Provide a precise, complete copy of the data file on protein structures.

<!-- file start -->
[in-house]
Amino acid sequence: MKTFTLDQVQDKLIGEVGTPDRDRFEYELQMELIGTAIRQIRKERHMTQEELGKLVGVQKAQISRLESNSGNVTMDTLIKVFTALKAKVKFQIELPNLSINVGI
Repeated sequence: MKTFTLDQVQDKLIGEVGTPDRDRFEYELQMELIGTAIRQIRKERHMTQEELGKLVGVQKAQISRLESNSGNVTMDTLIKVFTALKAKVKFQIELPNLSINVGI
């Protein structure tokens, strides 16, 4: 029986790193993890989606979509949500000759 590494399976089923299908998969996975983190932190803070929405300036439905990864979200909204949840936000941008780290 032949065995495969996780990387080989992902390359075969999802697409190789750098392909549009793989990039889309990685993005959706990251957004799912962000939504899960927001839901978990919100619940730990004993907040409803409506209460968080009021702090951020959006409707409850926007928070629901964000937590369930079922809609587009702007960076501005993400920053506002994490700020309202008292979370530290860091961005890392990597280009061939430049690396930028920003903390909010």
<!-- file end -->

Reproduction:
[in-house]
Amino acid sequence: MKTFTLDQVQDKLIGEVGTPDRDRFEYELQMELIGTAIRQIRKERHMTQEELGKLVGVQKAQISRLESNSGNVTMDTLIKVFTALKAKVKFQIELPNLSINVGI
Repeated sequence: MKTFTLDQVQDKLIGEVGTPDRDRFEYELQMELIGTAIRQIRKERHMTQEELGKLVGVQKAQISRLESNSGNVTMDTLIKVFTALKAKVKFQIELPNLSINVGI
């Protein structure tokens, strides 16, 4: 029986790193993890989606979509949500000759 590494399976089923299908998969996975983190932190803070929405300036439905990864979200909204949840936000941008780290 032949065995495969996780990387080989992902390359075969999802697409190789750098392909549009793989990039889309990685993005959706990251957004799912962000939504899960927001839901978990919100619940730990004993907040409803409506209460968080009021702090951020959006409707409850926007928070629901964000937590369930079922809609587009702007960076501005993400920053506002994490700020309202008292979370530290860091961005890392990597280009061939430049690396930028920003903390909010």